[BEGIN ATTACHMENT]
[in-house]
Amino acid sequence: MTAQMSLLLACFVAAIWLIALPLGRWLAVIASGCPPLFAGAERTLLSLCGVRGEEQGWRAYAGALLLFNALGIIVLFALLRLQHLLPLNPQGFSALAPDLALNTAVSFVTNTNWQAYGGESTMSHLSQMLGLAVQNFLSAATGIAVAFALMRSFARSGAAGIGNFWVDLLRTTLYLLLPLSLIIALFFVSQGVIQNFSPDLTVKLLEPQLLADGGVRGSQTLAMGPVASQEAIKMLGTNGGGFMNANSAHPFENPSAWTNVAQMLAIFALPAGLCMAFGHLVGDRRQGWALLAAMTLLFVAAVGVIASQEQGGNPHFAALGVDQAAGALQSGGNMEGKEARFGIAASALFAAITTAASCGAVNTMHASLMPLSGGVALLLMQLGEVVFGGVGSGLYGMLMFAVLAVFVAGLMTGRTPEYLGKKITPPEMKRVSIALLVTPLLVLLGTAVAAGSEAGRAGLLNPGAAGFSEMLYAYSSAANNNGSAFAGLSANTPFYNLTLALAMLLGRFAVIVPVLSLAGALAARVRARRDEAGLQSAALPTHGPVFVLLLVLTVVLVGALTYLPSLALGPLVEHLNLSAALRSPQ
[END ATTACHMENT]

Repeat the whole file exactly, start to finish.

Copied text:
[in-house]
Amino acid sequence: MTAQMSLLLACFVAAIWLIALPLGRWLAVIASGCPPLFAGAERTLLSLCGVRGEEQGWRAYAGALLLFNALGIIVLFALLRLQHLLPLNPQGFSALAPDLALNTAVSFVTNTNWQAYGGESTMSHLSQMLGLAVQNFLSAATGIAVAFALMRSFARSGAAGIGNFWVDLLRTTLYLLLPLSLIIALFFVSQGVIQNFSPDLTVKLLEPQLLADGGVRGSQTLAMGPVASQEAIKMLGTNGGGFMNANSAHPFENPSAWTNVAQMLAIFALPAGLCMAFGHLVGDRRQGWALLAAMTLLFVAAVGVIASQEQGGNPHFAALGVDQAAGALQSGGNMEGKEARFGIAASALFAAITTAASCGAVNTMHASLMPLSGGVALLLMQLGEVVFGGVGSGLYGMLMFAVLAVFVAGLMTGRTPEYLGKKITPPEMKRVSIALLVTPLLVLLGTAVAAGSEAGRAGLLNPGAAGFSEMLYAYSSAANNNGSAFAGLSANTPFYNLTLALAMLLGRFAVIVPVLSLAGALAARVRARRDEAGLQSAALPTHGPVFVLLLVLTVVLVGALTYLPSLALGPLVEHLNLSAALRSPQ